I've read other accounts of the race (including the excellent "The Strange Last Voyage of Donald Crowhurst" and Moitessier's "The Long Way") which are fantastic accounts themselves and perhaps slightly more enjoyable.

Nichols' book excels in by providing a good description of everyone in the race. He is more interested in the technical differences between the competitors' boats and their tactics for dealing with the Roaring Forties than providing particularly deep character studies. However, it's a nice overview of the race and the people involved and makes for a compelling read. ( )
  amerynth | Apr 8, 2012 |
Very, very good book. At times a bit too technical for me, and I would have liked to know more about the men themselves and their daily lives at sea, not simply their reactions to crises. ( )
  Eliz12 | Nov 2, 2011 |
Showing 1-5 of 10 (next | show all)
A Voyage for Madmen is a book about boats and the sea, about wind and waves and frightening, lonely places. But more than that, it is about sad, heroic characters, and Nichols does characters like a novelist does.
added by nandadevi | editThe Guardian, Sam Wollaston (May 26, 2001)
 
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Epigraph
Everything can be found at sea,
according to the spirit of your quest.
-JOSEPH CONRAD
Dedication
To the memory of my father, Brayton C Nichols
For his sister, Cynthia Hartshorn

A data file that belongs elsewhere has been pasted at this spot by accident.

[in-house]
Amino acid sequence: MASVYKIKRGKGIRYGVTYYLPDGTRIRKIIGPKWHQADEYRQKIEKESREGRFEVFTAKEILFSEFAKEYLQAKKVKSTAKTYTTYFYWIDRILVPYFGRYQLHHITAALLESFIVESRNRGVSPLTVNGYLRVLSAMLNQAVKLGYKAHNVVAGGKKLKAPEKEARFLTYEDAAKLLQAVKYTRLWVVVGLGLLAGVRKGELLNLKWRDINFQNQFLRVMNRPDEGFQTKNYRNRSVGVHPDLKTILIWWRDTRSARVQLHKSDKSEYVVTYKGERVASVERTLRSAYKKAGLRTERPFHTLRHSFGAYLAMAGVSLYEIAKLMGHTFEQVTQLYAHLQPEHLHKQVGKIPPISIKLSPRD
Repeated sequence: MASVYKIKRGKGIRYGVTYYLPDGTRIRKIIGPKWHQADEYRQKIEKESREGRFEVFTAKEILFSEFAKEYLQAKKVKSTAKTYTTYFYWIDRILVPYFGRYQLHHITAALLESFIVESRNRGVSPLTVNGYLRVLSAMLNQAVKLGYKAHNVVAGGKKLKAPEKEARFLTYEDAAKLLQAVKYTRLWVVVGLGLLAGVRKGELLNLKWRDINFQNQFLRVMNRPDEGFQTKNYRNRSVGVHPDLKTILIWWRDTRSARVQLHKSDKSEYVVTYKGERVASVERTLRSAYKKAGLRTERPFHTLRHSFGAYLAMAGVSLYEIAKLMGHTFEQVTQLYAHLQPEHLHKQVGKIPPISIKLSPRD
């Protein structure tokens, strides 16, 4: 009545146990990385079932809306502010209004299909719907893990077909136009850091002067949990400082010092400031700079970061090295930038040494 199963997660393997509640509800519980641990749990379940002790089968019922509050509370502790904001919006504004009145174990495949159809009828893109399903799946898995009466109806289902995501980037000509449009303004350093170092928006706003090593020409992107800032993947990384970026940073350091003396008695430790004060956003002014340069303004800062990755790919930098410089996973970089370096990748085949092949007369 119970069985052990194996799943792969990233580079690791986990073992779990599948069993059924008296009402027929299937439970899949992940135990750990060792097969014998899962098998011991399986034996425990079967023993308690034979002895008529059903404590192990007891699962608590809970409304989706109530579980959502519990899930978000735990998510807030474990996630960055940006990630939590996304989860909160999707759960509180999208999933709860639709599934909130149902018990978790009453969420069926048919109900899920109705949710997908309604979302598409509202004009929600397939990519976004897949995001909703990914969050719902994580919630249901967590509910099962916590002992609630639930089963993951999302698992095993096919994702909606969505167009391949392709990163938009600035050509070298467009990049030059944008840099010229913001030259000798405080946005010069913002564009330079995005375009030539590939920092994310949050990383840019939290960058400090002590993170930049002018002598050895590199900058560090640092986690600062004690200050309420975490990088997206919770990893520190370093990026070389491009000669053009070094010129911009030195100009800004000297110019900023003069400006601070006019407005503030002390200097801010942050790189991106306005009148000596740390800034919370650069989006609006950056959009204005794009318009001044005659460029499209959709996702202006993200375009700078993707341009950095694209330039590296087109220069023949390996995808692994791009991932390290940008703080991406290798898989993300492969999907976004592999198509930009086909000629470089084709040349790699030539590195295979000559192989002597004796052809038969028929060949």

For my cousin, Matt deGarmo
First words
In 1966-1967, A 65-Year-Old Englishman, Francis Chichester, sailed alone around the world.
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Amazon.com Product Description (ISBN 0060957034, Paperback)

In 1968, nine sailors set off on the most daring race ever held: to single-handedly circumnavigate the globe nonstop. It was a feat that had never been accomplished and one that would forever change the face of sailing. Ten months later, only one of the nine men would cross the finish line and earn fame, wealth, and glory. For the others, the reward was madness, failure, and death.

In this extraordinary book, Peter Nichols chronicles a contest of the individual against the sea, waged at a time before cell phones, satellite dishes, and electronic positioning systems. A Voyage for Madmen is a tale of sailors driven by their own dreams and demons, of horrific storms in the Southern Ocean, and of those riveting moments when a split-second decision means the difference between life and death.

(retrieved from Amazon Mon, 30 Sep 2013 13:45:39 -0400)

(see all 2 descriptions)

"On April 22, 1969 the world watched as a small sailboat came ashore at Falmouth, England, completing a voyage of astonishing courage and endurance that would forever alter our ongoing adventure with the sea. Ten months earlier, nine very different men had set off in small and ill-equipped boats, determined to do the impossible, sail around the world alone and without stopping, to win the race dubbed the Golden Globe." -- Jacket.… (more)

(summary from another edition)